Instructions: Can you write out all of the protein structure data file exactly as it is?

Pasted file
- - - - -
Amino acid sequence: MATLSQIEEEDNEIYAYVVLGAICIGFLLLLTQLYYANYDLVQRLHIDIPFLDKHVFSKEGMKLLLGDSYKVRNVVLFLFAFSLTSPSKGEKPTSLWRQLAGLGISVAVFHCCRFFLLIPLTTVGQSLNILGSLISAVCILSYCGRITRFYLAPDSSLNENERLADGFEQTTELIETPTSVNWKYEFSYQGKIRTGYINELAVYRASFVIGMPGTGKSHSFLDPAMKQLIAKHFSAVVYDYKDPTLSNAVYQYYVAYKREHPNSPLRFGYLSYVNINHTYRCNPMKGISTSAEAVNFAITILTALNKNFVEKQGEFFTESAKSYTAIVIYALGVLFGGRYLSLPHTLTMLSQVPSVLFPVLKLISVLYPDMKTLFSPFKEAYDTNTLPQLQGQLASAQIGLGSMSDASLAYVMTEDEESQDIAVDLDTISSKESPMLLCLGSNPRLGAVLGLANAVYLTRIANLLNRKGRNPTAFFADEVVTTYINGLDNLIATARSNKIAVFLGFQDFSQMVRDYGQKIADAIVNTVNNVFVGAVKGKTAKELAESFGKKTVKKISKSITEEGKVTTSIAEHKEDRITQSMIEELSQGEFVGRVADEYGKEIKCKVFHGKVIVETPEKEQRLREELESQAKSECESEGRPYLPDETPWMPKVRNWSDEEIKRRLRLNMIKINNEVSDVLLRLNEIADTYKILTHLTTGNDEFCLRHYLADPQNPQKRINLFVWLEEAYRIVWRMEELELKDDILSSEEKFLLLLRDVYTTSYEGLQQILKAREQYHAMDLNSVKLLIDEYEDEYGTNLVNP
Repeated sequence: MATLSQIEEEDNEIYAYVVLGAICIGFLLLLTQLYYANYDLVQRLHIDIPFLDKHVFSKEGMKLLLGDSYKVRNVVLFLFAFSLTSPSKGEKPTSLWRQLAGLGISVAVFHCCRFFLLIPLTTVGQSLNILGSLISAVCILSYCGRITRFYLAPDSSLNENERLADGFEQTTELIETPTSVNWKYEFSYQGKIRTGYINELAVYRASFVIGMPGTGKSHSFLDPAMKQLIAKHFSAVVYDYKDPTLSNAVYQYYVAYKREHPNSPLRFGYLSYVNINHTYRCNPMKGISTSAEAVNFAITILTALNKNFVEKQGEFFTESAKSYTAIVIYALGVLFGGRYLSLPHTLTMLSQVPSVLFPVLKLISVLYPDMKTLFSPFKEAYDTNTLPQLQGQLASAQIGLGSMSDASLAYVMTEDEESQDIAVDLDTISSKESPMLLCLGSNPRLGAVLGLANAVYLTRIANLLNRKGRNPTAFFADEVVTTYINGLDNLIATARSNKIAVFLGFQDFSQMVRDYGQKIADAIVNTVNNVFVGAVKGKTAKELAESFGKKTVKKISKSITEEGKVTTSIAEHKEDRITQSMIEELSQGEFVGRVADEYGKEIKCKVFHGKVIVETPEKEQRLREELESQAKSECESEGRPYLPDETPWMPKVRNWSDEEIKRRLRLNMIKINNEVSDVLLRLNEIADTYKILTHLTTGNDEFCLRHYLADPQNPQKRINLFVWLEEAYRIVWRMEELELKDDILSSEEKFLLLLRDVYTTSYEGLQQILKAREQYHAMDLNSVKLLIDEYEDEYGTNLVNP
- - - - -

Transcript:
Amino acid sequence: MATLSQIEEEDNEIYAYVVLGAICIGFLLLLTQLYYANYDLVQRLHIDIPFLDKHVFSKEGMKLLLGDSYKVRNVVLFLFAFSLTSPSKGEKPTSLWRQLAGLGISVAVFHCCRFFLLIPLTTVGQSLNILGSLISAVCILSYCGRITRFYLAPDSSLNENERLADGFEQTTELIETPTSVNWKYEFSYQGKIRTGYINELAVYRASFVIGMPGTGKSHSFLDPAMKQLIAKHFSAVVYDYKDPTLSNAVYQYYVAYKREHPNSPLRFGYLSYVNINHTYRCNPMKGISTSAEAVNFAITILTALNKNFVEKQGEFFTESAKSYTAIVIYALGVLFGGRYLSLPHTLTMLSQVPSVLFPVLKLISVLYPDMKTLFSPFKEAYDTNTLPQLQGQLASAQIGLGSMSDASLAYVMTEDEESQDIAVDLDTISSKESPMLLCLGSNPRLGAVLGLANAVYLTRIANLLNRKGRNPTAFFADEVVTTYINGLDNLIATARSNKIAVFLGFQDFSQMVRDYGQKIADAIVNTVNNVFVGAVKGKTAKELAESFGKKTVKKISKSITEEGKVTTSIAEHKEDRITQSMIEELSQGEFVGRVADEYGKEIKCKVFHGKVIVETPEKEQRLREELESQAKSECESEGRPYLPDETPWMPKVRNWSDEEIKRRLRLNMIKINNEVSDVLLRLNEIADTYKILTHLTTGNDEFCLRHYLADPQNPQKRINLFVWLEEAYRIVWRMEELELKDDILSSEEKFLLLLRDVYTTSYEGLQQILKAREQYHAMDLNSVKLLIDEYEDEYGTNLVNP
Repeated sequence: MATLSQIEEEDNEIYAYVVLGAICIGFLLLLTQLYYANYDLVQRLHIDIPFLDKHVFSKEGMKLLLGDSYKVRNVVLFLFAFSLTSPSKGEKPTSLWRQLAGLGISVAVFHCCRFFLLIPLTTVGQSLNILGSLISAVCILSYCGRITRFYLAPDSSLNENERLADGFEQTTELIETPTSVNWKYEFSYQGKIRTGYINELAVYRASFVIGMPGTGKSHSFLDPAMKQLIAKHFSAVVYDYKDPTLSNAVYQYYVAYKREHPNSPLRFGYLSYVNINHTYRCNPMKGISTSAEAVNFAITILTALNKNFVEKQGEFFTESAKSYTAIVIYALGVLFGGRYLSLPHTLTMLSQVPSVLFPVLKLISVLYPDMKTLFSPFKEAYDTNTLPQLQGQLASAQIGLGSMSDASLAYVMTEDEESQDIAVDLDTISSKESPMLLCLGSNPRLGAVLGLANAVYLTRIANLLNRKGRNPTAFFADEVVTTYINGLDNLIATARSNKIAVFLGFQDFSQMVRDYGQKIADAIVNTVNNVFVGAVKGKTAKELAESFGKKTVKKISKSITEEGKVTTSIAEHKEDRITQSMIEELSQGEFVGRVADEYGKEIKCKVFHGKVIVETPEKEQRLREELESQAKSECESEGRPYLPDETPWMPKVRNWSDEEIKRRLRLNMIKINNEVSDVLLRLNEIADTYKILTHLTTGNDEFCLRHYLADPQNPQKRINLFVWLEEAYRIVWRMEELELKDDILSSEEKFLLLLRDVYTTSYEGLQQILKAREQYHAMDLNSVKLLIDEYEDEYGTNLVNP